Molecular Tests: Within weeks of COVID-19 emergence, the first diagnostic tests to be developed were molecular tests based on nucleic acid amplification. These are PCR (polymerase chain reaction)-based tests that rely on detecting viral genetic material isolated from throat or nasal swabs. Sputum or bronchoalveolar lavage (BAL) samples can also be used, if infection has spread to the lungs41. The basic process involves isolating viral RNA from the biologic samples, converting it into DNA using reverse transcriptase enzyme and then amplifying the DNA by PCR, using SARS-CoV-2-specific primers. The methods for these assays were quickly shared and published, and have become widely used around the world42,43. While this type of testing is labour intensive, it can detect active infection with high sensitivity44. In the absence of vaccine and therapies, this test has played a key role in the global public health strategy to keep SARS-CoV-2 infections in check, using rapid testing, tracing and isolation. The limitation of this assay is that it is typically used for diagnosing active infection in symptomatic individuals. Given that the virus can be transmitted asymptomatically, it is challenging to be able to trace every infected person using this test.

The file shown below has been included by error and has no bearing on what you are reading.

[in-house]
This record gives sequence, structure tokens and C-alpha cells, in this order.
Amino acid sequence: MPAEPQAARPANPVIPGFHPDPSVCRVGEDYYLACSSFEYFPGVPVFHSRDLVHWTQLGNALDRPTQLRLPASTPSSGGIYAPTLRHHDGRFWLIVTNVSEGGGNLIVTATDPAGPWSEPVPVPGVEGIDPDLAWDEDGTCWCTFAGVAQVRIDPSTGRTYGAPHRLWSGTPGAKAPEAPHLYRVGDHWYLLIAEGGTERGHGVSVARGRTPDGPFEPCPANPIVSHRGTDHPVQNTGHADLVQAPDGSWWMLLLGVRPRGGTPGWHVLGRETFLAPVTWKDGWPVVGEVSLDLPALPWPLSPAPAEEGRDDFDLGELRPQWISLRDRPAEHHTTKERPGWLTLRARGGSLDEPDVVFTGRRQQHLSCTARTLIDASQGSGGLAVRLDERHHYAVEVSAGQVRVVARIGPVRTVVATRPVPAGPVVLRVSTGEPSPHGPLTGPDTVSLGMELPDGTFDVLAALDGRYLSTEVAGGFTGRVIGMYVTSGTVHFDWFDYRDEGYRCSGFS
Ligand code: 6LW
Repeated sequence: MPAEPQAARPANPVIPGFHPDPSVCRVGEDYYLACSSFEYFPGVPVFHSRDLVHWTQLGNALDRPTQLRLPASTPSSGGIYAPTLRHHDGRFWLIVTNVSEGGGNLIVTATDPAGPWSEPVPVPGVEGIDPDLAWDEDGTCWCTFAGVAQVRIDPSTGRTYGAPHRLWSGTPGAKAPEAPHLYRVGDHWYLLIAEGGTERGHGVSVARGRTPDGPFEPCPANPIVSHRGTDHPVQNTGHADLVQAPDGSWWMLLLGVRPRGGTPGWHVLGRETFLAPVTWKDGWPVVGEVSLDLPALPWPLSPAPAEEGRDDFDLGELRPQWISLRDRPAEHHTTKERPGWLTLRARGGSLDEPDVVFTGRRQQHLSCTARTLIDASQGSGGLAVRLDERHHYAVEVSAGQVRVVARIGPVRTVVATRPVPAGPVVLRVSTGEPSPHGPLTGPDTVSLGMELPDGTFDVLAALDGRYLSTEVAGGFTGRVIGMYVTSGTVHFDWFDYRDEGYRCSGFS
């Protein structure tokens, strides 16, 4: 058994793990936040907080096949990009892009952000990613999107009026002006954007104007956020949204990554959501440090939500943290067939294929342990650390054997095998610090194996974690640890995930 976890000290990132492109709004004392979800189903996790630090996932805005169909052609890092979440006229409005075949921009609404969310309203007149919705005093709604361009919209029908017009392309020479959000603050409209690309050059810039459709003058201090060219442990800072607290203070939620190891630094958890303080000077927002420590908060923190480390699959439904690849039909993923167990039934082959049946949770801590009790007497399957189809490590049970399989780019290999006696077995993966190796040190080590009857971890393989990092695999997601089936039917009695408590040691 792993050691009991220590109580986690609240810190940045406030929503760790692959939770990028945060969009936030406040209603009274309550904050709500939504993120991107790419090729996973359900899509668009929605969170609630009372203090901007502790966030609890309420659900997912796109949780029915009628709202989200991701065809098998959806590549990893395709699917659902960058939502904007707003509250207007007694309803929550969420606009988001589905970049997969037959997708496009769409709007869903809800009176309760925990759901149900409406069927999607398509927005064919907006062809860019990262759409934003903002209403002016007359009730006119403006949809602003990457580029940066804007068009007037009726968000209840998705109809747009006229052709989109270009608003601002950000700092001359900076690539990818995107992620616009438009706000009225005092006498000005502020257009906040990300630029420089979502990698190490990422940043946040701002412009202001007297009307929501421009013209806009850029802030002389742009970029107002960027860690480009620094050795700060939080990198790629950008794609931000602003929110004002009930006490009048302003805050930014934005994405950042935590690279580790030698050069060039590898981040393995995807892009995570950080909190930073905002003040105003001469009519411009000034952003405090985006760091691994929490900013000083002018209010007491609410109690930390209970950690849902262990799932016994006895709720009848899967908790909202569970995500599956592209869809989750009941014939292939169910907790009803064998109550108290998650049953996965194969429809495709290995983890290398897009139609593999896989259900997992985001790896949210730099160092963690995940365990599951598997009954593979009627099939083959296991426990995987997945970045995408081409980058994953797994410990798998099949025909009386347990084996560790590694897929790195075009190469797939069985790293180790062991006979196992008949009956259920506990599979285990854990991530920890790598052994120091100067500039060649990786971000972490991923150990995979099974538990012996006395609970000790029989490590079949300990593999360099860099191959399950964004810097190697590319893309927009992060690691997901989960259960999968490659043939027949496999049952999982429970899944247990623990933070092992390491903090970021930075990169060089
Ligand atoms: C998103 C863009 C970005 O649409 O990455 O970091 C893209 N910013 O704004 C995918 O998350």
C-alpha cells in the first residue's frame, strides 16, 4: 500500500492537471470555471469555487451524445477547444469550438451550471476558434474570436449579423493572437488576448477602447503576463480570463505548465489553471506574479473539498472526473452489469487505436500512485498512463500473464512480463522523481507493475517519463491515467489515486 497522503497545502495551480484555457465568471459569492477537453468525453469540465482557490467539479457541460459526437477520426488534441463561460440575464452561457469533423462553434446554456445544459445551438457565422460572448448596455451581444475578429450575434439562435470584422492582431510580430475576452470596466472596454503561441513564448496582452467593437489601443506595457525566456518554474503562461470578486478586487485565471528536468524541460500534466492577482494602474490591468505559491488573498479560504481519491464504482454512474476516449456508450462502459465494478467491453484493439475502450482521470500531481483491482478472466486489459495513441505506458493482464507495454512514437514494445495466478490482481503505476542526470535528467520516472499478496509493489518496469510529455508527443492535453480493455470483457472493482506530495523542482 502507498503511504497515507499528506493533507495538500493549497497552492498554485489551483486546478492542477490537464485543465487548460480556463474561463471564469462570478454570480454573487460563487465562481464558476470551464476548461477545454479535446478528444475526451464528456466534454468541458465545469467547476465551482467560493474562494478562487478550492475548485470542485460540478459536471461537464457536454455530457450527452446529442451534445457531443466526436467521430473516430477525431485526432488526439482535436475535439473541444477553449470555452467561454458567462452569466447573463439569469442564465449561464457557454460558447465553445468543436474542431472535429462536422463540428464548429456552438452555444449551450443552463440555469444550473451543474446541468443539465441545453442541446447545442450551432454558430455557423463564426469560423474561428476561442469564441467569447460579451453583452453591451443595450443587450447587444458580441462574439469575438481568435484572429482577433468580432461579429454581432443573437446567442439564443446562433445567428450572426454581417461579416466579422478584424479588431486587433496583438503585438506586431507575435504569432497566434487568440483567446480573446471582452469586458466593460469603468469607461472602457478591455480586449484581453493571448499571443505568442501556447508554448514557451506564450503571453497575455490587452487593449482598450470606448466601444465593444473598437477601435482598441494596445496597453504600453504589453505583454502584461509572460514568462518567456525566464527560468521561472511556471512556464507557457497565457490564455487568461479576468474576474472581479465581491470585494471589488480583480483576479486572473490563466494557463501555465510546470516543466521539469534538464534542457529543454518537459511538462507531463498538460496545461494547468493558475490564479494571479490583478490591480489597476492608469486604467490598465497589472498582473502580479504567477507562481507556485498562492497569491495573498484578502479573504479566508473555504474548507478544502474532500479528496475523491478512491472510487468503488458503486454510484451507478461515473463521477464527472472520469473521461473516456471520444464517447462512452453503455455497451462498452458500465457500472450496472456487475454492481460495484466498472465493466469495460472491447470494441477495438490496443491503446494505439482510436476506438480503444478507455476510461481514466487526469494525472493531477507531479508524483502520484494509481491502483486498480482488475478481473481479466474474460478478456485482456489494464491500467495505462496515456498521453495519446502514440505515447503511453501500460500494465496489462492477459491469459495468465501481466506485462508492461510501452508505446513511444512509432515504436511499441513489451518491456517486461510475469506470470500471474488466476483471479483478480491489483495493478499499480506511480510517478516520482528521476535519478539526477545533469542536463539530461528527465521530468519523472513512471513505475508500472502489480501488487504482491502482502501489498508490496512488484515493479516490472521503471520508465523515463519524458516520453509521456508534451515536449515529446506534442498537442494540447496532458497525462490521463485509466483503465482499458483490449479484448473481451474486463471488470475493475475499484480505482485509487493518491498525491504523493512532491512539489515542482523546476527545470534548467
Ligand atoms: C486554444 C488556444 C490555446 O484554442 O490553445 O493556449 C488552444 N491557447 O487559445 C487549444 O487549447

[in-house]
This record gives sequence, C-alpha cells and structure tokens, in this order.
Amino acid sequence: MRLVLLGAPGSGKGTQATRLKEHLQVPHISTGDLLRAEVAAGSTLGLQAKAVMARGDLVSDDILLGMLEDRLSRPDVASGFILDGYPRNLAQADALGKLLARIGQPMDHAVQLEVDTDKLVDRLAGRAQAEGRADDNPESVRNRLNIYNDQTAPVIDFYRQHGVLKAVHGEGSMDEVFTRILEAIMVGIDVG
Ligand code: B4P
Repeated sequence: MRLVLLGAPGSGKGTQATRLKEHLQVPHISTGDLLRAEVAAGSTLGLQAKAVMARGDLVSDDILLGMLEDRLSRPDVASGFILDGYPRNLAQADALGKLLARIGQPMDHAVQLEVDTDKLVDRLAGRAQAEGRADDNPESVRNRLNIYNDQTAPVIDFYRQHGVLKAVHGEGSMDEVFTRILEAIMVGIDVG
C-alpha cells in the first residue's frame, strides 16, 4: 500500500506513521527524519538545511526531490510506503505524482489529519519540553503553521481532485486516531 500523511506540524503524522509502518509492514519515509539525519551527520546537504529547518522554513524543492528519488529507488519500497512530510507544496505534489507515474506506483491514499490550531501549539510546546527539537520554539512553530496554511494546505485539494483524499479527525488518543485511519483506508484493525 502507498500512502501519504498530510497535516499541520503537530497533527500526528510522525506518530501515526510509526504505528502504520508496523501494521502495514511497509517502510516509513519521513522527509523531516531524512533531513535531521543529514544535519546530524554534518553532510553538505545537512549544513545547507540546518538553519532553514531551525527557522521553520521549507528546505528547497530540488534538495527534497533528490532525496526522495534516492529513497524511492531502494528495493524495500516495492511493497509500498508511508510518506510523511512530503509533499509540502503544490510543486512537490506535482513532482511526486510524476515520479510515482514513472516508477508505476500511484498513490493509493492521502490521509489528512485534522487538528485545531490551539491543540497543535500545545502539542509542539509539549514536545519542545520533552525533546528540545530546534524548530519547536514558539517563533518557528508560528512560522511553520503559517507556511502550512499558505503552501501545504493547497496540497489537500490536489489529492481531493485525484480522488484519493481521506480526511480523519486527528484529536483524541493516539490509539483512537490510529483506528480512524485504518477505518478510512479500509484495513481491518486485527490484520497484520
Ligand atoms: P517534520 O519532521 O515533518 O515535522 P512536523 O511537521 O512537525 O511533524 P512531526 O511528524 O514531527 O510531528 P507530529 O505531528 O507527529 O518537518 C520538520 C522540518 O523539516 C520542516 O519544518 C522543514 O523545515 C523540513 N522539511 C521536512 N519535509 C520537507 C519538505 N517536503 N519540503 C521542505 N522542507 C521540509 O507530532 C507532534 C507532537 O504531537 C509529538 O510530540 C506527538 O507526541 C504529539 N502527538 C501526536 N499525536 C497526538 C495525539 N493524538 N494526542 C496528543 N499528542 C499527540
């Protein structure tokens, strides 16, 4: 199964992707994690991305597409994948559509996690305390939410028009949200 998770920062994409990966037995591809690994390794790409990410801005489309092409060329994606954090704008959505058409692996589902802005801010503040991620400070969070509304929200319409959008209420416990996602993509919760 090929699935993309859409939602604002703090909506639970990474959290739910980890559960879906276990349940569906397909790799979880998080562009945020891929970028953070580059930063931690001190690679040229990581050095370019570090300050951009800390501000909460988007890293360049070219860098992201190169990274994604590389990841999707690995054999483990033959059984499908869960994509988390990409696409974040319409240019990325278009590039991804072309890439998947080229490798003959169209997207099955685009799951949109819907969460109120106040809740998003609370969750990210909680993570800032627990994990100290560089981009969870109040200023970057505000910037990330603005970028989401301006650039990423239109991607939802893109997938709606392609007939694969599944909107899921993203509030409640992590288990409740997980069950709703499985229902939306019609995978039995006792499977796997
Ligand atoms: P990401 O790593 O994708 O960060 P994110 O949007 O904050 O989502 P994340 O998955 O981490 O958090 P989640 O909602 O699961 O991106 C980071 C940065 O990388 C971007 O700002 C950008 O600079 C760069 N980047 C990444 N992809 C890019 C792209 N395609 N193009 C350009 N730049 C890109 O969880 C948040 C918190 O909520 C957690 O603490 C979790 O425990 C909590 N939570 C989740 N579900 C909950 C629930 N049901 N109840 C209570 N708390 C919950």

Serologic Testing: This type of testing detects the presence of antibodies against SARS-CoV-2 in the blood of individuals45. Antibodies develop almost universally following infection with the virus, in all individuals who are not immunocompromised, within 1-2 weeks after infection24. Therefore, it can not only confirm viral infection in people who developed symptoms, but also those with asymptomatic infection. Because the antibodies are likely present in blood for weeks to months after infection, these tests can be performed long after recovery to identify individuals who have previously been infected with SARS-CoV-2. However, there is a lag between the start of infection and the appearance of antibodies in the blood, therefore serology tests cannot be used reliably diagnose active infection. Many of the commercially approved serology tests are called lateral flow assays (LFA), based on immunochromatography technique, which involves running the fluid containing antibodies (patient blood) over a solid substrate containing SARS-CoV-2 antigens. If the antibodies are present in the blood, they will bind the viral protein and cause a color change indicating a positive test. This type of test, based on simple positive or negative detection of antibodies, is useful for large scale surveillance, but does not provide any information regarding the amount, type, or function of the antibodies. A better test for accurately detecting antibodies against SARS-CoV-2 is the enzyme-linked immunosorbent assay (ELISA), a common laboratory test that can measure not only the presence but also the titer (amount) and type (IgG, IgM, IgA) of antibody. This test allows for a better measure of the strength of the humoral response46. In general, the higher the antibody titer the better the protection. The ELISA assays are more complex and can only be performed in a laboratory setting, while the LFA assays are being promoted as easy to perform, inexpensive, point of care tests. However, many of the LFA assays are currently being examined more carefully to ascertain their sensitivity (how frequently they miss positive samples) and specificity (how often they incorrectly diagnose negative samples as positive), both of which have important public health consequences. If the presence of antibody is indeed confirmed to protect against re-infection, then performing serological testing in large populations (sero-surveillance) can play an important role in determining the level of population-based immunity (herd immunity) and validate the concept of an “immunity passport”47.